Learn a Language with Duolingo
Duolingo is an exciting new option in online language learning. Currently in private beta, Duolingo aims to combine language education with a mission to translate the web. Developed by Luis von Ahn (who also founded reCAPTCHA) and his team at Carnegie Mellon, Duolingo teaches users a language while simultaneously having them translate sentences into that language. Translated passages are voted on by other users and the end result is crowdsourced translations of texts that can then be used to translate real content on the internet. Even though the site is currently in private beta, it seems to already be having an impact. According to Wikipedia, “[a]s of 19 January 2012, the service has translated over 45,000 sentences.”
Of course, Duolingo won’t be successful without a good interface that actually teaches users a new language, but luckily it looks like a very promising method for basic language learning. Duolingo uses a combination of reading, writing, translating, listening and speaking tasks to cover all angles of language learning. Students must complete a variety of lessons before reaching tests. Lessons vary in their length and subject matter, but include repetition of concepts to help users memorize words by reusing them. Lessons generally progress in a defined order though users do have choices about the order of certain lessons to make the study more self-directed. Once a user reaches a test, they cannot advance until they have completed that test. Spanish, for example, has two tests that students must pass before completing all available lessons. As they progress through the program, users earn points for each lesson and test. A separate section of the site includes passages for translation by users which forms the basis of the crowdsourced translation aspect of the project. As mentioned above, users vote on translations and Duolingo offers a leader board for the best translators, lending another aspect of gamification to the process. Another section of the site allows users to pose questions to other users about the language they are learning or about Duolingo itself. To add a social component to the service, users can also follow other users either by finding them on the site or by importing contacts from Twitter or Facebook.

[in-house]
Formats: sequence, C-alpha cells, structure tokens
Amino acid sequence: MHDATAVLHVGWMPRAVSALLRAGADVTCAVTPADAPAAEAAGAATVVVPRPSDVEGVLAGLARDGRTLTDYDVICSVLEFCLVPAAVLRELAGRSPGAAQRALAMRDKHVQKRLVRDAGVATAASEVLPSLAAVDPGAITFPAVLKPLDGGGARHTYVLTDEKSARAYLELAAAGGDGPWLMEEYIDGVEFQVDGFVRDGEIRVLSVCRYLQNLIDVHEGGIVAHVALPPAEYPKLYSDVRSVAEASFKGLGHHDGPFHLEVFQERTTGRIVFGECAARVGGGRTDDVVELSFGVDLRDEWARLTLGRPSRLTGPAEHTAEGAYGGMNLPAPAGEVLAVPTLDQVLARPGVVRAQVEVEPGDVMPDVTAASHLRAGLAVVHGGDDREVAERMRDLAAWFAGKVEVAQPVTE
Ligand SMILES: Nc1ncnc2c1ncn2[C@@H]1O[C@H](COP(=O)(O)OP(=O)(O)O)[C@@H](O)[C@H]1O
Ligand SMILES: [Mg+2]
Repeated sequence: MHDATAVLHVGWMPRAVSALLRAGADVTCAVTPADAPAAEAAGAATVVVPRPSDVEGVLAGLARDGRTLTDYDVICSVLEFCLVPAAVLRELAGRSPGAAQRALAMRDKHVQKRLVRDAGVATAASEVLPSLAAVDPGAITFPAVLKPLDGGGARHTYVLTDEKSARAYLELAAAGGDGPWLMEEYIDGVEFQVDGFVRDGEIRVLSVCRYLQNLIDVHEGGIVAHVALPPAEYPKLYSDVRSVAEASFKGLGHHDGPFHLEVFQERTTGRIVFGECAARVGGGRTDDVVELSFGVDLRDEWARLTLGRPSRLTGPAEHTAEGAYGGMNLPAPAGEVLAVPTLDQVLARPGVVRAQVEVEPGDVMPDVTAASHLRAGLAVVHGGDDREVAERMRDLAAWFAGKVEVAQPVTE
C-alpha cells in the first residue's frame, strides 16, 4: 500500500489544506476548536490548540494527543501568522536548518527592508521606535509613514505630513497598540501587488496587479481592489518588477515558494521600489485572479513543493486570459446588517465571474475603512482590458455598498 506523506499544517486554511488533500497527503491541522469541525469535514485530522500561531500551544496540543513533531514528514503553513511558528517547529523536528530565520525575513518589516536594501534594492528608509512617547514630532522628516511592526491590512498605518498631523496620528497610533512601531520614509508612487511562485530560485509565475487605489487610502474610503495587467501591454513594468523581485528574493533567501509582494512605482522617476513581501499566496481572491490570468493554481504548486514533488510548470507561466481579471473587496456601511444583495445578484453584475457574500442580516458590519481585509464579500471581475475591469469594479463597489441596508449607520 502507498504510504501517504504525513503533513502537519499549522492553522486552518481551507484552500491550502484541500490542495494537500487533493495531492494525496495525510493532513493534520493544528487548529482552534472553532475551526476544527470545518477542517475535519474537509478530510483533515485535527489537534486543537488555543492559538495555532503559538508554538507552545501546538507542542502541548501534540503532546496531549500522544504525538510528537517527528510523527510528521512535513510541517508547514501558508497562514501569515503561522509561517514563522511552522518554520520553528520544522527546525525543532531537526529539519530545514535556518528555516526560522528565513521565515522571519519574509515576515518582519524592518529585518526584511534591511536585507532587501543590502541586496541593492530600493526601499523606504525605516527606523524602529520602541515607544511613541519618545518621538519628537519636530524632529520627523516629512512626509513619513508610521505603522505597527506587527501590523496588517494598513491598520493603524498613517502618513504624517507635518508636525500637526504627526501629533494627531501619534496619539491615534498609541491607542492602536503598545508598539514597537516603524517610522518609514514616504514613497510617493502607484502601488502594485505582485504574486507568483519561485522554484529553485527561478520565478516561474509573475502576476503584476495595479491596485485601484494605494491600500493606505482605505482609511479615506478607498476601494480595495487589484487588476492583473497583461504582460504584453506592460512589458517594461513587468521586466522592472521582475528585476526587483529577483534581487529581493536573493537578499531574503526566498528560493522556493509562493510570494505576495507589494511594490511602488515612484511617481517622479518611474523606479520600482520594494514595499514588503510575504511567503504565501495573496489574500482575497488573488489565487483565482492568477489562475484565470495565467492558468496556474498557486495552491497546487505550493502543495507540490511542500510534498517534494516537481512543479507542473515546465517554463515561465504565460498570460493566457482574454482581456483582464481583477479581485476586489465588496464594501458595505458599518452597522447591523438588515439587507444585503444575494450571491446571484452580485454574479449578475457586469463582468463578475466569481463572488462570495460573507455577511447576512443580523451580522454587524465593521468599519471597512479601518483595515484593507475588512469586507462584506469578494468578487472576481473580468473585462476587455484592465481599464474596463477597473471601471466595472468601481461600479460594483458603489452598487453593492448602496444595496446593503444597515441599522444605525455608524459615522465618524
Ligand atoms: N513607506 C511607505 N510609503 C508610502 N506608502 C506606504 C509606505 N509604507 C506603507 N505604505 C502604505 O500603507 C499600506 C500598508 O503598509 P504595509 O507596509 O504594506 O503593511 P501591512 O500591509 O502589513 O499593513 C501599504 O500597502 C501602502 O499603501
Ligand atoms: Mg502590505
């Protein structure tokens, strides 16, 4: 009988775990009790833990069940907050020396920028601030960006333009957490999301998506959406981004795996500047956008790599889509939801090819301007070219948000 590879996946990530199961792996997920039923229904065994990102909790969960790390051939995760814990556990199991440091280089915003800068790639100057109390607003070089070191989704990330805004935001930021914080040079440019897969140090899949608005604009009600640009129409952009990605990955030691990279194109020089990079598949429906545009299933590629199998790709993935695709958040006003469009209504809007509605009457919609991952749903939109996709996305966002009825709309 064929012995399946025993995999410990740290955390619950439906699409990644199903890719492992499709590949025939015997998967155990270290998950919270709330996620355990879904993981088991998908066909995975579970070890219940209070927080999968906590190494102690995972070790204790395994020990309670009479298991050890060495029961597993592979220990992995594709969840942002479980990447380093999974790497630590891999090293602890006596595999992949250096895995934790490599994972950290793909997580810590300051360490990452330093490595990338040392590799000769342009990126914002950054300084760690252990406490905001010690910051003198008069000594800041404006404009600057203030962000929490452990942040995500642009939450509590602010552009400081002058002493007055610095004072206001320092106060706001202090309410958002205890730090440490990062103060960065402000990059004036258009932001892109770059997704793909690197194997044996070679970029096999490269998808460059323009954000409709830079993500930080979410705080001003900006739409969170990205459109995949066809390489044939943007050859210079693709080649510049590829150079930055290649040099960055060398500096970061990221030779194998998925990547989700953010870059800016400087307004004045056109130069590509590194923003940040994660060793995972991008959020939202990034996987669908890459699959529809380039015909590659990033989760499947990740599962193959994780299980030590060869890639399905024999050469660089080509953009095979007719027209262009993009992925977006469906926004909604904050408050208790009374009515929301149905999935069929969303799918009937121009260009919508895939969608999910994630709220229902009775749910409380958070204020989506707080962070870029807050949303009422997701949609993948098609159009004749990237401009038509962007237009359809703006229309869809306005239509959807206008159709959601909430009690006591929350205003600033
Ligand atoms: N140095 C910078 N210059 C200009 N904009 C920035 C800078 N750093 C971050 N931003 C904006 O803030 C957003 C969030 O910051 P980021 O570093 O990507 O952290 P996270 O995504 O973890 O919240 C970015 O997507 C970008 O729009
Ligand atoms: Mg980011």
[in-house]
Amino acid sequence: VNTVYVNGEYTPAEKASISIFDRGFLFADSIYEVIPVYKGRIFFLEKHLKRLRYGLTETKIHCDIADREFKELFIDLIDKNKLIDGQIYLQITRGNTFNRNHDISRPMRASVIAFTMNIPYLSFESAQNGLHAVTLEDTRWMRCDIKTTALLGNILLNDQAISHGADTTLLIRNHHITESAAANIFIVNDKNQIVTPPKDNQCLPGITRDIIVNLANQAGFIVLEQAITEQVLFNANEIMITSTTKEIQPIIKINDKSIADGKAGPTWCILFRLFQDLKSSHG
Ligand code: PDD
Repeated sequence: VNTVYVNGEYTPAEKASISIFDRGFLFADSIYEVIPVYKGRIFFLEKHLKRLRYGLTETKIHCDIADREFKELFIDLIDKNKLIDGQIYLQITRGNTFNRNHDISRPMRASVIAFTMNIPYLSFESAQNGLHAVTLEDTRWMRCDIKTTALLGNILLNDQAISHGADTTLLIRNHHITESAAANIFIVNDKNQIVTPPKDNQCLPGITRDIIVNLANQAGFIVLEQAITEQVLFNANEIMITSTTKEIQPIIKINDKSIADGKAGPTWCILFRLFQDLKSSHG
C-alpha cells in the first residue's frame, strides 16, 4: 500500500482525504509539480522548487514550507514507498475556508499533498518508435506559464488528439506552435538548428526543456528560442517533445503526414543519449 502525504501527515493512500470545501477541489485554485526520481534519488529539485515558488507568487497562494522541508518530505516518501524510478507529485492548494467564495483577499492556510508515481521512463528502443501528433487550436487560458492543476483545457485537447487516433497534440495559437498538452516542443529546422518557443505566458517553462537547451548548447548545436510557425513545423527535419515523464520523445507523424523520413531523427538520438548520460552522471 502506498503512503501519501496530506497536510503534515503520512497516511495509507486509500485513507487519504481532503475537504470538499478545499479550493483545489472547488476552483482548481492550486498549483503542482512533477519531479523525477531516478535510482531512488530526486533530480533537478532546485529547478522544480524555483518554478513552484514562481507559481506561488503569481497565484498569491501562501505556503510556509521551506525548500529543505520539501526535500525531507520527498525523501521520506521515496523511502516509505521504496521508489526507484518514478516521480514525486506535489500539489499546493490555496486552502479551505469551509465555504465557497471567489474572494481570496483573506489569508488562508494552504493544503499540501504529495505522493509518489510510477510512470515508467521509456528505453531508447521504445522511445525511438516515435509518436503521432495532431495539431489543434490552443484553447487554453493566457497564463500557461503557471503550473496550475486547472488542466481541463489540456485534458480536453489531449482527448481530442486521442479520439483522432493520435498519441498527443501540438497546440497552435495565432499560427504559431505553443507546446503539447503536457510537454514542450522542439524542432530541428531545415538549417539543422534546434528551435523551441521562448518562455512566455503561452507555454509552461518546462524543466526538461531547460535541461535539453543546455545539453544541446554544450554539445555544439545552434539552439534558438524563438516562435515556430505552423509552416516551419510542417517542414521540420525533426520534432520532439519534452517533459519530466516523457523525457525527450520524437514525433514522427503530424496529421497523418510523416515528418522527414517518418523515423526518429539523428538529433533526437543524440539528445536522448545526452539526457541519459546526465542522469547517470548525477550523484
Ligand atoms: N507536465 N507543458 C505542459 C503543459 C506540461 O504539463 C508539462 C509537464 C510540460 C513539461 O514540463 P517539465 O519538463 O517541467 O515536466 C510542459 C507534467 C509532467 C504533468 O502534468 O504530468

Having tried the Spanish language section of the site, I think that it has a lot to offer. The lessons start quite basic, but it looks as though they will progress at a good rate. I found that all aspects of the lessons worked well, though on occasion I did find some of the lessons and answers to be a bit slow to load. I was impressed that Duolingo records and evaluates users’ speaking skills as well, something that is often missing from online language learning programs. To help motivate students, Duolingo also offers email reminders to keep students on track, which I think is a nice feature for a language learning site.
Currently, users can learn Spanish, German or English, but there are already plans in place to add French, Italian, Chinese, Japanese, Russian, Arabic and even Klingon. Users can sign up to be notified when these additional languages become available. If you are interested in learning one of these languages, I would highly recommend signing up for the Duolingo private beta. So far, it provides a perfect combination of fun and education. For more on the project, check out the video below or sign up for an invitation.